Ukrainian cybersecurity officials have had to dodge gunfire for months while doing their jobs: protecting government networks from Russia’s intelligence agencies and criminal hackers.

Four officials of Ukraine’s main cyber and communications agency – the State Service of Special Communications and Information Protection (SSSCIP) – were killed in a missile attack on October 10, the agency said in a press release. The four officers do not have cybersecurity responsibilities, but their loss in the second grueling month of war has weighed heavily on cybersecurity officials at the agency.

Hackers with ties to Russian intelligence and military agencies have targeted Ukrainian government agencies and critical infrastructure with hacking tools for years.

At least six different Kremlin-linked hacking groups carried out nearly 240 cyber operations against Ukrainian targets in the weeks following Russia’s February invasion, Microsoft said in April. That includes a hack the White House blamed on the Kremlin, which disrupted satellite Internet communications in Ukraine on the eve of Russia’s invasion.

“I don’t think Russia will measure success in cyberspace by a single attack,” the Western official said, but rather by “their cumulative effect” of trying to bring down the Ukrainians.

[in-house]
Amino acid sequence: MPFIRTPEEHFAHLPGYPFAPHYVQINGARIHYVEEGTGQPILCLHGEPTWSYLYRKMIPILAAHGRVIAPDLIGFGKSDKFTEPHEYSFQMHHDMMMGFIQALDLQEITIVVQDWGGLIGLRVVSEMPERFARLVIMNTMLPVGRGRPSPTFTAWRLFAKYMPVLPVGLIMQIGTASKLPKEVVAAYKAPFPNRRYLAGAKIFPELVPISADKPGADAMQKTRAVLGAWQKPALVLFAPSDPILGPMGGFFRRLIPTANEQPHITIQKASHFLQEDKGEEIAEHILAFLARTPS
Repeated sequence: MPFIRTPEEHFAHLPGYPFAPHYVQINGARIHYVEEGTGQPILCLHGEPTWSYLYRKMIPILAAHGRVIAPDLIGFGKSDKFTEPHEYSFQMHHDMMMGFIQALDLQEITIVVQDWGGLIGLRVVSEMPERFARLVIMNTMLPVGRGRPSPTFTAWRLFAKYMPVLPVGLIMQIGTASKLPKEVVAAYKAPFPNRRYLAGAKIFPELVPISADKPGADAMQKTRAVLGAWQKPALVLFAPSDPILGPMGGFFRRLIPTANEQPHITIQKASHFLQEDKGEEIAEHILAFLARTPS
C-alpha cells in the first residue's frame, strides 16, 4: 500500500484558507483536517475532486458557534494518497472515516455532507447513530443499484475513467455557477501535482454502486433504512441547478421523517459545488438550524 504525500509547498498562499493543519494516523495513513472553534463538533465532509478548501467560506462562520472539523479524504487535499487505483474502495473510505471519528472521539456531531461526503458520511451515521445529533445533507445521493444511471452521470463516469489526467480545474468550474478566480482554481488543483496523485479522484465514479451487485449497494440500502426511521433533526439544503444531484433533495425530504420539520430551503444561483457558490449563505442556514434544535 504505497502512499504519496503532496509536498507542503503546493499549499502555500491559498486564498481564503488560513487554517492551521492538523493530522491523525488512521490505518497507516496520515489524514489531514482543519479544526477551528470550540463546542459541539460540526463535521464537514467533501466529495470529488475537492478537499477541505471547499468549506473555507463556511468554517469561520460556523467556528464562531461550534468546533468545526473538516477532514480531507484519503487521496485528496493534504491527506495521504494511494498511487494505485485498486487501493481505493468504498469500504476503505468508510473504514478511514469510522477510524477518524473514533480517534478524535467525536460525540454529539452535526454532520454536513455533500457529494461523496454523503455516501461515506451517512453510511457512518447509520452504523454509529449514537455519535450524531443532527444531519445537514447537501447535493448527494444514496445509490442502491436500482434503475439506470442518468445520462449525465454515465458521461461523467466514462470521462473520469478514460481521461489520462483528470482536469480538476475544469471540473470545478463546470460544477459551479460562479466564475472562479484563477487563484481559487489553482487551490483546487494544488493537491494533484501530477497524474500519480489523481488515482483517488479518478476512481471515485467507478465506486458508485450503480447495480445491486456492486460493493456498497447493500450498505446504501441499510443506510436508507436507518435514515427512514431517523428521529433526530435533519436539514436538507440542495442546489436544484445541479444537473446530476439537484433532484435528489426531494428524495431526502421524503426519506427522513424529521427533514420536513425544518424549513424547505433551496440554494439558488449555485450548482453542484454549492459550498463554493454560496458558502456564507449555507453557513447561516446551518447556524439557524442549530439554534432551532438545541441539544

But now there are open questions among some private analysts and U.S. and Ukrainian officials about the extent to which Russian government hackers have exploited or “burned” some of their more sensitive access to Ukrainian critical infrastructure in previous attacks. Once discovered, hackers often lose access to their original route into a computer network.

In 2017, as Russia’s hybrid war raged in eastern Ukraine, Russia’s military intelligence agency uncovered devastating malware known as NotPetya that wiped out computer systems at companies in Ukraine before spreading around the world, the Justice Department and private investigators said. The incident disrupted the shipping giant Maersk and other multinationals, costing the global economy billions of dollars.

That operation involved identifying widely used Ukrainian software, infiltrating it and injecting malicious code to weaponize it, said Matt Olney, director of threat and prevention at Talos, Cisco’s threat intelligence unit.

“It was all incredibly effective as a final product,” said Olney, who has responded to cyber incidents in Ukraine for years. “And it takes time and opportunities that sometimes you can’t just conjure up.”

“I am absolutely sure [the Russians] Wish they had what they burned during the notepad,” Olney told CNN.

Zora, the Ukrainian official who is vice president of SSSCIP, called on Western governments to tighten restrictions on access to software tools that feed Russia’s hacking arsenal.

“We should not discard that possibility [Russian government hacking] The group is currently working on some highly-sophisticated attacks that we will monitor later,” Zora told CNN. “Not all Russian military hackers and government-controlled groups are on vacation or out of business.”

Tanal Sepp, Estonia’s ambassador-at-large for cyber affairs, told CNN that the Russians are likely to turn to a “new wave” of cyber attacks as their battlefield conflicts continue.

“Our main goal is to isolate Russia as much as possible internationally”, Sepp said, adding that the former Soviet state had not communicated with Russia on cyber security issues in months.